In Monday’s post, I introduced this week’s mini series as “Part 1 of First Principles”. I then reframed it as “How To Get Unstuck” because ‘how to get unstuck’ is a problem many people recognise whereas “First Principles” without context has no meaning (there’s no promise or hope).
It’s also an example of using First Principles as the means to find a solution to any problem. As mentioned in the previous part, the first step of finding a solution to being stuck was asking the most direct question we can, which is: “what is stuck?”.
If we use the same framework to define “First Principles”, the question becomes: “what is First Principles?” – and the answer to that question is: “a framework to get to the truth” (there are other definitions, but for me, this gets to the heart of it – with the caveat that ‘truth’ is always in the eye of the beholder).
From Monday we know that when we reframe ‘stuck’ as being a problem, we become unstuck by realising that every problem has a solution, so now we can focus on finding a solution (and not focus on being stuck anymore).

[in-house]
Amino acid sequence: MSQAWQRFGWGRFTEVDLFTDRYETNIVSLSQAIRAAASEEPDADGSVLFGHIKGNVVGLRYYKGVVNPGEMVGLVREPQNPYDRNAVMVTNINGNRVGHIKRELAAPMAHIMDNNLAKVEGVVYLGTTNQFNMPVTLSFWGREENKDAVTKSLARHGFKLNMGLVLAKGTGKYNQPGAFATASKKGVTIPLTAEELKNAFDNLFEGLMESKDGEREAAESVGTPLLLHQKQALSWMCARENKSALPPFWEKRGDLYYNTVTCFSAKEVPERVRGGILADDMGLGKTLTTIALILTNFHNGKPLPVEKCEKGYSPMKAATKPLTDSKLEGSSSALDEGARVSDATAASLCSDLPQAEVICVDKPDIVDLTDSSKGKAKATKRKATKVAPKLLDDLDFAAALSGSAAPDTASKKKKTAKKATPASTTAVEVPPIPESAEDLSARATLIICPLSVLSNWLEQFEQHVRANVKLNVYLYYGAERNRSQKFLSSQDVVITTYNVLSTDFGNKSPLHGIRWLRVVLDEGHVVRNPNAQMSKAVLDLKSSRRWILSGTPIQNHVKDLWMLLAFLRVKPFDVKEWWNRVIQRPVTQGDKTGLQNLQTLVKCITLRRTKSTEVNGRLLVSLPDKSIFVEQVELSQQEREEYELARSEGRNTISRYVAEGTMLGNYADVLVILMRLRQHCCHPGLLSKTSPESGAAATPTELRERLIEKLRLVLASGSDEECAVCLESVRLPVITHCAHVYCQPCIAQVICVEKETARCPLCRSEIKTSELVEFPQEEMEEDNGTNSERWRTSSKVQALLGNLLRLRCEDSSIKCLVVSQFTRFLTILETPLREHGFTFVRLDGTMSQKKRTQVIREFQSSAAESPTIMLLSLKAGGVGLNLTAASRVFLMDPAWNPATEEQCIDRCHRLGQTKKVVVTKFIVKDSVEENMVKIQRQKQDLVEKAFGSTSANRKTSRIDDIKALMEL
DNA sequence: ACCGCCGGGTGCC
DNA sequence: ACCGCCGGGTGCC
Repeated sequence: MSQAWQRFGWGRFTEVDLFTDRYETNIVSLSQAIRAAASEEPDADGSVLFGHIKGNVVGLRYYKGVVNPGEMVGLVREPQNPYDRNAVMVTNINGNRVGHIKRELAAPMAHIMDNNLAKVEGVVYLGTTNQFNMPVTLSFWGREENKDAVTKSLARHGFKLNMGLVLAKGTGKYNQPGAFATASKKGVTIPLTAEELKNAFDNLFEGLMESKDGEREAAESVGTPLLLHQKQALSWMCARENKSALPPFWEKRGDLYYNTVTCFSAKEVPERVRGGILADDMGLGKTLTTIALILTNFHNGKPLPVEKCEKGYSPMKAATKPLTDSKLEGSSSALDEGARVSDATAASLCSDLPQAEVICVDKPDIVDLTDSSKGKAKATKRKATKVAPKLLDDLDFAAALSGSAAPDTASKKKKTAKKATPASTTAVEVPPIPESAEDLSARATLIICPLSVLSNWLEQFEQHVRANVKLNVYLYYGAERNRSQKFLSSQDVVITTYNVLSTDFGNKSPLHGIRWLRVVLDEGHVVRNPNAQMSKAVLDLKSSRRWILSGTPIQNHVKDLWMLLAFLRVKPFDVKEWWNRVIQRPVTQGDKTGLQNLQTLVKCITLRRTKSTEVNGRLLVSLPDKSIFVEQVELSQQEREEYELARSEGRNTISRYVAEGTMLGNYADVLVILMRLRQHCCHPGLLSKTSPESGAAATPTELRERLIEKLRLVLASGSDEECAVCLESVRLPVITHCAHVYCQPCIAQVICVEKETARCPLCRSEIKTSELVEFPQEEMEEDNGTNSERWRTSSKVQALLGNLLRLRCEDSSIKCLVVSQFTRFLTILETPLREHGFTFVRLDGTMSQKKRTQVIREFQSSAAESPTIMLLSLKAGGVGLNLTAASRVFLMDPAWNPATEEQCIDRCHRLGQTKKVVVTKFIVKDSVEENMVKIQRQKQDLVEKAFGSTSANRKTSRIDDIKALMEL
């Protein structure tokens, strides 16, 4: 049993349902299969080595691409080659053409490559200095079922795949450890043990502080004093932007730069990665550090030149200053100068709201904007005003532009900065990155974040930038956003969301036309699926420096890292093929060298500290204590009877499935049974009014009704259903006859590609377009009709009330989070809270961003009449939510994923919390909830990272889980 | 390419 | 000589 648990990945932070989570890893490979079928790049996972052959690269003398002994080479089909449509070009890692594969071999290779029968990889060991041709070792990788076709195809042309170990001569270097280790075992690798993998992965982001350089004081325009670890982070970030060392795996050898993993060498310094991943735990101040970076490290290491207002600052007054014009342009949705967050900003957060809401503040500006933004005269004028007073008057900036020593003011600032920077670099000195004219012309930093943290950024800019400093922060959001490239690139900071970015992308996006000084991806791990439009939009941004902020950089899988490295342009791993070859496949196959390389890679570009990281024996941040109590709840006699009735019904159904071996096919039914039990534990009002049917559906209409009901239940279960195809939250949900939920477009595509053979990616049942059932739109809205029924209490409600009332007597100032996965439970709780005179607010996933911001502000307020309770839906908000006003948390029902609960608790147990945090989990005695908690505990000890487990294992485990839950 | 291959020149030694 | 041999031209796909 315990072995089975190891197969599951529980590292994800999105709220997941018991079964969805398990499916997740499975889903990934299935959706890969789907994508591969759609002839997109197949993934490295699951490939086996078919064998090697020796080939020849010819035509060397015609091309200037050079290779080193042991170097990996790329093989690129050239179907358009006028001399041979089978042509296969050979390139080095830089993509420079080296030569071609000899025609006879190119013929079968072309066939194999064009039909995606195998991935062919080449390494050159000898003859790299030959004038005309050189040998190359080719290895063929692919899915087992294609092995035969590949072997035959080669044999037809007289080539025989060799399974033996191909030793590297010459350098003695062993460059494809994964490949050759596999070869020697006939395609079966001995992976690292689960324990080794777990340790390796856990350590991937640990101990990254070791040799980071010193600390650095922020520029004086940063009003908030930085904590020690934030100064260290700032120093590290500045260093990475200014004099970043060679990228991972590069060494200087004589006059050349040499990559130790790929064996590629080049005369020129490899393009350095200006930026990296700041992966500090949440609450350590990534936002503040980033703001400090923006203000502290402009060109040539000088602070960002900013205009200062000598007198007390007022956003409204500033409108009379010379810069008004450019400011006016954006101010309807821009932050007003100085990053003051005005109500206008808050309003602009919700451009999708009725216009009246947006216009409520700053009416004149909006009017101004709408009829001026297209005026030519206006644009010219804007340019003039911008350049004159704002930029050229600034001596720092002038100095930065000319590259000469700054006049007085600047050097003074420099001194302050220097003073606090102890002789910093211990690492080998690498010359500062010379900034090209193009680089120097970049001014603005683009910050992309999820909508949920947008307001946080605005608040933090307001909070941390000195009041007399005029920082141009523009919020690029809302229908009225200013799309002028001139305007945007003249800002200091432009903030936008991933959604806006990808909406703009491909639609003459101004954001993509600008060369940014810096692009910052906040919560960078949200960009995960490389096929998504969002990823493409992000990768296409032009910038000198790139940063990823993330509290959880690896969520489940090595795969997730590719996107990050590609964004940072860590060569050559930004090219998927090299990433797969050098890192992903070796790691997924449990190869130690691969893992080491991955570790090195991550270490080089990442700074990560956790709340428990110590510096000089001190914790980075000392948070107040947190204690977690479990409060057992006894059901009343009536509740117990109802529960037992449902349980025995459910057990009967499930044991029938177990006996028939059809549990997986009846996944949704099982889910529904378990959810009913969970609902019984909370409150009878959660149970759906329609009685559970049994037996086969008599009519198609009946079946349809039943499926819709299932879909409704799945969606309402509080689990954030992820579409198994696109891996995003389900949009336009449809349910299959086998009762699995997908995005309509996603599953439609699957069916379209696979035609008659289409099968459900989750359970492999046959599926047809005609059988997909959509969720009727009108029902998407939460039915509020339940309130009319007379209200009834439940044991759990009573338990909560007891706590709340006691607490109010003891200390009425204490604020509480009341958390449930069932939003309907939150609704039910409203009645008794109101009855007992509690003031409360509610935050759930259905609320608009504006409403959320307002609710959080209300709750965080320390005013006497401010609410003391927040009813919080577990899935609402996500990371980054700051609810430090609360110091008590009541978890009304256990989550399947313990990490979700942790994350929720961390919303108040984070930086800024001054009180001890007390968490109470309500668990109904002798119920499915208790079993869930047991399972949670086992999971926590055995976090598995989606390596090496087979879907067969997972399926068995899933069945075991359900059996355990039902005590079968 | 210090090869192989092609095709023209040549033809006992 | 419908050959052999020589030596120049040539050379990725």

Doing so will almost certainly create more problems, but none of them will have us stuck anymore because we know that everything can be reframed. And the way we do that is by defining a premise.
Every premise we define comes from using first principles, therefore think of a premise as the tool we use to reframe our world. In other words, everything we ever do, when framed as a premise, becomes our solution (a solution brings hope, and nothing motivates us more than hope – but see the PS).
This is all rather metaphysical, so in part 3 we’ll move on to the practical side (and start fulfilling the promise set in part 1). Don’t forget to subscribe to the Science of Copywriting Weekly Newsletter so you never miss out: https://scienceofcopywriting.com/
PS. When I say nothing motivates us more than hope, you might argue that fear does, and whilst it’s true that a gun to the head (or even something as simple as scarcity) can motivate us into taking action, that’s not the kind of motivation I’m talking about. The best type of motivation is sustainable motivation.
I've spent my working life starting and running a whole variety of businesses, from my first QPL Express Couriers where I travelled over 100,000 miles every year delivering packages on a motorcycle (along with a whole bunch of colleagues) to Accountz.com which made a major in-road in the UK, to ProofMEDIA my current business that focuses on Copywriting and the International Copywriters Association, which showcases copywriting and copywriters to the world.
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